With such an indisputable impact, Netflix certainly was not about to miss out on that wave, jumping right into original Turkish productions in 2018 with genre-bending The Protector (Hakan: Muhafız).
Impressed by the incredible success of the aforementioned series as well as other Turkish originals since added to its repertoire, the likes of Atiye, Aşk 101, Netflix announced plans to invest even further in the future of Turkish filmmaking and the global streaming giant kept to its promise, making a big splash earlier this year about the platform's forthcoming Turkish originals: six brand new projects; three new original series that will launch in 2021, one unscripted programming, one branded original film, and one season renewal.
With The Protector series successfully wrapping its fourth and final season just last week and with COVID-19 restrictions eased in Turkey, production was just about to kick off for a brand new Netflix Turkish Original, Şimdiki Aklım Olsaydı ("If Only" as it was titled in English) –– that is, until the show abruptly canceled.
When we say "about to kick off," we mean the whole shebang –– the day of filming the first episode had arrived; casting was long completed, director/writers/other crew had been hired, etc.
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Now the question became, why would Netflix do such a thing after investing so much time and money in the project already? Well, to keep it short and simple – RTÜK and their continuous attempts to censor content that's published in Turkey!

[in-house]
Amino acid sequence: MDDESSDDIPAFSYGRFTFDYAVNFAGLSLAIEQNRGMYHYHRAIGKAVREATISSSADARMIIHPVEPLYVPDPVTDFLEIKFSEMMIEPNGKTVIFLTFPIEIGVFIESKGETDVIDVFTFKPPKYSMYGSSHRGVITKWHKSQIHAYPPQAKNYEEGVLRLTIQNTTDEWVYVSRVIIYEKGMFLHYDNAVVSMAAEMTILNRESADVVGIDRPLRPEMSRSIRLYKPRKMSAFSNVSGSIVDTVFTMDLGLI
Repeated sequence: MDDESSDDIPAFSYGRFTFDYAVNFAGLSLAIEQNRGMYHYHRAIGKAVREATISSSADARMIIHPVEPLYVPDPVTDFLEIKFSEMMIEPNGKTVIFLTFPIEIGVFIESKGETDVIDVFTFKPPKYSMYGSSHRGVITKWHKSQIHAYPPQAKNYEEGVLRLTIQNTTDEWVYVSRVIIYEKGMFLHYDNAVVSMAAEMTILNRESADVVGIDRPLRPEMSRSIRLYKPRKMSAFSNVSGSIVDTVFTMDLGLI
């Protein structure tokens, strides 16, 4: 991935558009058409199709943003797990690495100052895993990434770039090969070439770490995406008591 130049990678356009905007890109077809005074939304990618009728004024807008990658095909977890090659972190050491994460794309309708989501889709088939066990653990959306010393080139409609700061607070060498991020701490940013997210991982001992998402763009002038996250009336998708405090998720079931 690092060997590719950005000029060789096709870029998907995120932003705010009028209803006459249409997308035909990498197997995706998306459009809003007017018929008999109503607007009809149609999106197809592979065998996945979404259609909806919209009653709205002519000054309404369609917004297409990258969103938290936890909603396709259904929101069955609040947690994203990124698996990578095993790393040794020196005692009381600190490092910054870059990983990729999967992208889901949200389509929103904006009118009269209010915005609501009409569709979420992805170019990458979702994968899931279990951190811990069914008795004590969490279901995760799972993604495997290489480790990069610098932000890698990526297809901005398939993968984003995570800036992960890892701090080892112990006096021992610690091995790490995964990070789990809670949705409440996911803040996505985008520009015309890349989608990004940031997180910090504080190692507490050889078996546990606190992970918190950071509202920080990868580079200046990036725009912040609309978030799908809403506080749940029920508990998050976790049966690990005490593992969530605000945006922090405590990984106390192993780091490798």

RTÜK, for people who are unaware, is Turkey's Radio and Television Supreme Council and they are "in charge" of a lot of things but mostly infamous for television broadcast censorship. Well, you can make that online broadcast censorship too.
With shows that currently air on traditional TV in Turkey, enforcing their regulations is pretty much a piece of cake for RTÜK as they have a system in place: hand out warnings and/or fines to channels/producers who fail to meet their ever-changing standards and in the event of noncompliance, remove the broadcast from air altogether.
Matters were, however, a bit tricker for online streaming platforms like Netflix, which are privately owned and operated in countries outside of Turkey.
Just before 2019 ended, the Council had come up with a plan of action after being officially granted ample authority to regulate and monitor sound and visual broadcasting shared on the internet. This meant that in other for online streaming services like Netflix to keep running undisrupted in Turkey, they "were obliged to obtain broadcast licenses from RTÜK," as Hurriyet Daily News reported.
Netflix boasts subscribers in the millions in Turkey at press time, so it should come as no surprise that they were in fact amongst the 600+ license requests RTÜK claims to have received after putting the new restrictions in place.
It was all rainbows and sunshine, until the last couple of weeks, when reports of Netflix Turkey allegedly changing the sexual orientation of one of its series' characters started making rounds (rumors have suggested Aşk 101's Osman). A claim Netflix has vehemently denied as "it is against their principles" to make alterations to its shows to meet political demands or otherwise.